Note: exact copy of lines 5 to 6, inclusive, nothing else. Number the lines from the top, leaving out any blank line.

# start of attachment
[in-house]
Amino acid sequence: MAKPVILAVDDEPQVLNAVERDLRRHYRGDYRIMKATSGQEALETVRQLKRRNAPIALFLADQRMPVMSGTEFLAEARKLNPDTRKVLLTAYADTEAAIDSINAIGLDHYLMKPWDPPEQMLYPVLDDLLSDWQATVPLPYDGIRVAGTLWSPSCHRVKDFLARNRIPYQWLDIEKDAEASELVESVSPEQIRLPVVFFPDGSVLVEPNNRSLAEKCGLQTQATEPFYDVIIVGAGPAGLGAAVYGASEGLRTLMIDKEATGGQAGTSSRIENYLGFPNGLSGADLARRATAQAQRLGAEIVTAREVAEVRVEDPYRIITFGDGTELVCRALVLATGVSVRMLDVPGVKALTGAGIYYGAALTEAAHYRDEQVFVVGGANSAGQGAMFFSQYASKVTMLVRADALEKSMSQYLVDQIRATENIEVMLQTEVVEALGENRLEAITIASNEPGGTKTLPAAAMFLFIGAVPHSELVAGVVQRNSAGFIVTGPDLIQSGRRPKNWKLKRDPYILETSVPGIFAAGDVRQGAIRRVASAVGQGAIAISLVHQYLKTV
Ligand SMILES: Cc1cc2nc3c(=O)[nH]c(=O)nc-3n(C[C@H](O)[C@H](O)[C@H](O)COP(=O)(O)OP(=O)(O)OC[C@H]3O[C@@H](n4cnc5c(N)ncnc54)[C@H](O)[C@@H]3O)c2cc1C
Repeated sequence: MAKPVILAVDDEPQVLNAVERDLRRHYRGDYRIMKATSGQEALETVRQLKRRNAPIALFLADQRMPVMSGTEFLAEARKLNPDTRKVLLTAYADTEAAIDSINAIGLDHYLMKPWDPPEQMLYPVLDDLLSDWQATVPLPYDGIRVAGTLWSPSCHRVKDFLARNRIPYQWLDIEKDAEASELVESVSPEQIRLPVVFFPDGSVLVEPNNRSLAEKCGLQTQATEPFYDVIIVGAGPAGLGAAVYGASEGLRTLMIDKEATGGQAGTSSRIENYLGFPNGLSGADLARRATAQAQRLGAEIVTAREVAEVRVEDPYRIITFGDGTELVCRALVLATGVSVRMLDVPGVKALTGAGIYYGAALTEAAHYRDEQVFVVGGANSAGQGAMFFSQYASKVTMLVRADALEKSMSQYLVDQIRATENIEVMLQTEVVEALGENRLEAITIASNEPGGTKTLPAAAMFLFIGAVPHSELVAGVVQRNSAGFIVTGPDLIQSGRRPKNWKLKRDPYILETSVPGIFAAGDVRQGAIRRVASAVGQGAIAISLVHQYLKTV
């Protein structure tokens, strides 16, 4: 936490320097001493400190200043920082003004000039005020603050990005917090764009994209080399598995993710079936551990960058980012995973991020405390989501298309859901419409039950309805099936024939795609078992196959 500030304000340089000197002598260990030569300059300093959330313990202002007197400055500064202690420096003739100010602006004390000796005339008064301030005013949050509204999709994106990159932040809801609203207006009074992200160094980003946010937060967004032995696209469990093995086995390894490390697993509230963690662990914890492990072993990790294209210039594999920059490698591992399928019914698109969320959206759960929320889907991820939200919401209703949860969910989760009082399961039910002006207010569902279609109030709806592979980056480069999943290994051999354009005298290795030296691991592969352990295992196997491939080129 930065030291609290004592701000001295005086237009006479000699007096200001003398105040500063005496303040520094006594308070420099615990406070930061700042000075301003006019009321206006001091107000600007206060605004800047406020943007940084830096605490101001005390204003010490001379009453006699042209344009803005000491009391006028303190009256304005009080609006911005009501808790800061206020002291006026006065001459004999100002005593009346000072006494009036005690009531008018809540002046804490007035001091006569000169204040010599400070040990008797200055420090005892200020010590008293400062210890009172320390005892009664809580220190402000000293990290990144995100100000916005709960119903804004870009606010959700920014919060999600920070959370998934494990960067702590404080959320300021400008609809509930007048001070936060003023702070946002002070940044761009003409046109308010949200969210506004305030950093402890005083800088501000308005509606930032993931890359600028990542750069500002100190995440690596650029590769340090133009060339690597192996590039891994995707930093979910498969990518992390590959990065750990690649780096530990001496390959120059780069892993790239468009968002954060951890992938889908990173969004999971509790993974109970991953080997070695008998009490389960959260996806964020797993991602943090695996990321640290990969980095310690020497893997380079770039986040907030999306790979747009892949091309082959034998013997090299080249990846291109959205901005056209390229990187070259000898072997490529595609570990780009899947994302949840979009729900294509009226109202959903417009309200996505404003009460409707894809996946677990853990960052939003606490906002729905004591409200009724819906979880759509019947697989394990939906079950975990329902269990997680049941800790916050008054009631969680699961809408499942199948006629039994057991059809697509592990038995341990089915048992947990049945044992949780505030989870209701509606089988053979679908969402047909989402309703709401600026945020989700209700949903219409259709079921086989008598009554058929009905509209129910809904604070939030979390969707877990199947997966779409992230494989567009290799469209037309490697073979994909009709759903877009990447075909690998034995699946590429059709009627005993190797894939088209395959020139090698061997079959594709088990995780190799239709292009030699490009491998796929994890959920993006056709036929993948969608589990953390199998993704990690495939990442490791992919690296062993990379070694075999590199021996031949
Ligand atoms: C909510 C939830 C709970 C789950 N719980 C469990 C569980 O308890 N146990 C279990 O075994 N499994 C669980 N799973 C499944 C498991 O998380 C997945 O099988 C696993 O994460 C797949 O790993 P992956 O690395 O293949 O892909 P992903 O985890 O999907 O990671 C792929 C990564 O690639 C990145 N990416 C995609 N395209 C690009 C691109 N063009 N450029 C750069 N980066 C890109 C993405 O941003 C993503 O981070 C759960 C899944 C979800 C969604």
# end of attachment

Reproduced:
């Protein structure tokens, strides 16, 4: 936490320097001493400190200043920082003004000039005020603050990005917090764009994209080399598995993710079936551990960058980012995973991020405390989501298309859901419409039950309805099936024939795609078992196959 500030304000340089000197002598260990030569300059300093959330313990202002007197400055500064202690420096003739100010602006004390000796005339008064301030005013949050509204999709994106990159932040809801609203207006009074992200160094980003946010937060967004032995696209469990093995086995390894490390697993509230963690662990914890492990072993990790294209210039594999920059490698591992399928019914698109969320959206759960929320889907991820939200919401209703949860969910989760009082399961039910002006207010569902279609109030709806592979980056480069999943290994051999354009005298290795030296691991592969352990295992196997491939080129 930065030291609290004592701000001295005086237009006479000699007096200001003398105040500063005496303040520094006594308070420099615990406070930061700042000075301003006019009321206006001091107000600007206060605004800047406020943007940084830096605490101001005390204003010490001379009453006699042209344009803005000491009391006028303190009256304005009080609006911005009501808790800061206020002291006026006065001459004999100002005593009346000072006494009036005690009531008018809540002046804490007035001091006569000169204040010599400070040990008797200055420090005892200020010590008293400062210890009172320390005892009664809580220190402000000293990290990144995100100000916005709960119903804004870009606010959700920014919060999600920070959370998934494990960067702590404080959320300021400008609809509930007048001070936060003023702070946002002070940044761009003409046109308010949200969210506004305030950093402890005083800088501000308005509606930032993931890359600028990542750069500002100190995440690596650029590769340090133009060339690597192996590039891994995707930093979910498969990518992390590959990065750990690649780096530990001496390959120059780069892993790239468009968002954060951890992938889908990173969004999971509790993974109970991953080997070695008998009490389960959260996806964020797993991602943090695996990321640290990969980095310690020497893997380079770039986040907030999306790979747009892949091309082959034998013997090299080249990846291109959205901005056209390229990187070259000898072997490529595609570990780009899947994302949840979009729900294509009226109202959903417009309200996505404003009460409707894809996946677990853990960052939003606490906002729905004591409200009724819906979880759509019947697989394990939906079950975990329902269990997680049941800790916050008054009631969680699961809408499942199948006629039994057991059809697509592990038995341990089915048992947990049945044992949780505030989870209701509606089988053979679908969402047909989402309703709401600026945020989700209700949903219409259709079921086989008598009554058929009905509209129910809904604070939030979390969707877990199947997966779409992230494989567009290799469209037309490697073979994909009709759903877009990447075909690998034995699946590429059709009627005993190797894939088209395959020139090698061997079959594709088990995780190799239709292009030699490009491998796929994890959920993006056709036929993948969608589990953390199998993704990690495939990442490791992919690296062993990379070694075999590199021996031949
Ligand atoms: C909510 C939830 C709970 C789950 N719980 C469990 C569980 O308890 N146990 C279990 O075994 N499994 C669980 N799973 C499944 C498991 O998380 C997945 O099988 C696993 O994460 C797949 O790993 P992956 O690395 O293949 O892909 P992903 O985890 O999907 O990671 C792929 C990564 O690639 C990145 N990416 C995609 N395209 C690009 C691109 N063009 N450029 C750069 N980066 C890109 C993405 O941003 C993503 O981070 C759960 C899944 C979800 C969604």